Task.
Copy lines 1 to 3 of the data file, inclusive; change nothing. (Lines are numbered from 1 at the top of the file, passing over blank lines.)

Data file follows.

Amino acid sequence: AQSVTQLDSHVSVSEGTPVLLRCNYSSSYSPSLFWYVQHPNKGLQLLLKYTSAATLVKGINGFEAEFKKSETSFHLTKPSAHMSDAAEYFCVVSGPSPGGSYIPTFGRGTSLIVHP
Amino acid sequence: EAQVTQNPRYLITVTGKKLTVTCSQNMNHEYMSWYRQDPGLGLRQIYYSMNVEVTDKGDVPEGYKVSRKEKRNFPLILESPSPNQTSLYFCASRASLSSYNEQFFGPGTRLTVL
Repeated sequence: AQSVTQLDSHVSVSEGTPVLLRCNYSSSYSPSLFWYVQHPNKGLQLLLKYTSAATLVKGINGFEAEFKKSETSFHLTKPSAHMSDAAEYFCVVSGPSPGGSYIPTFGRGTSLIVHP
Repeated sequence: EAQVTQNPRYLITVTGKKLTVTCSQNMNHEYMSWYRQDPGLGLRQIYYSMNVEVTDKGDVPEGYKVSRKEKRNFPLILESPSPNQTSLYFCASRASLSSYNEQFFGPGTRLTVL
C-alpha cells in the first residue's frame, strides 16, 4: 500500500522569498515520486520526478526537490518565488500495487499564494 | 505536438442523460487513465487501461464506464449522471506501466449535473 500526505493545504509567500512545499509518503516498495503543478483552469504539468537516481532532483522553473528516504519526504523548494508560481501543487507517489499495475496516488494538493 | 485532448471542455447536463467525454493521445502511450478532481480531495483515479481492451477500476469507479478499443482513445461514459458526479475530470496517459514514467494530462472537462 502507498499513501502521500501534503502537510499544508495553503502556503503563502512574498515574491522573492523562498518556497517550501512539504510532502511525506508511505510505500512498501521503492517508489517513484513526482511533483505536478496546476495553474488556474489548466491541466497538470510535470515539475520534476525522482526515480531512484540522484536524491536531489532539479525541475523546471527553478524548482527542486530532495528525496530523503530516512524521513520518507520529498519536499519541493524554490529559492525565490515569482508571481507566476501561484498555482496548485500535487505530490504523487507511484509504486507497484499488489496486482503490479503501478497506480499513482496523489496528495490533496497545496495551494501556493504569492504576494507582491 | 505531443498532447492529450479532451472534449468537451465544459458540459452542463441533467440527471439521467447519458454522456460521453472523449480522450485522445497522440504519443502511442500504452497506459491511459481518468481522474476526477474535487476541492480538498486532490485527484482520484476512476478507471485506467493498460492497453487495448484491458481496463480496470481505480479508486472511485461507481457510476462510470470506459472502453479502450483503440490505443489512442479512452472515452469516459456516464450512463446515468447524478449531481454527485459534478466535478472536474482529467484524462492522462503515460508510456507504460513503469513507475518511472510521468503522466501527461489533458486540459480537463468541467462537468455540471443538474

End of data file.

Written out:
Amino acid sequence: AQSVTQLDSHVSVSEGTPVLLRCNYSSSYSPSLFWYVQHPNKGLQLLLKYTSAATLVKGINGFEAEFKKSETSFHLTKPSAHMSDAAEYFCVVSGPSPGGSYIPTFGRGTSLIVHP
Amino acid sequence: EAQVTQNPRYLITVTGKKLTVTCSQNMNHEYMSWYRQDPGLGLRQIYYSMNVEVTDKGDVPEGYKVSRKEKRNFPLILESPSPNQTSLYFCASRASLSSYNEQFFGPGTRLTVL
Repeated sequence: AQSVTQLDSHVSVSEGTPVLLRCNYSSSYSPSLFWYVQHPNKGLQLLLKYTSAATLVKGINGFEAEFKKSETSFHLTKPSAHMSDAAEYFCVVSGPSPGGSYIPTFGRGTSLIVHP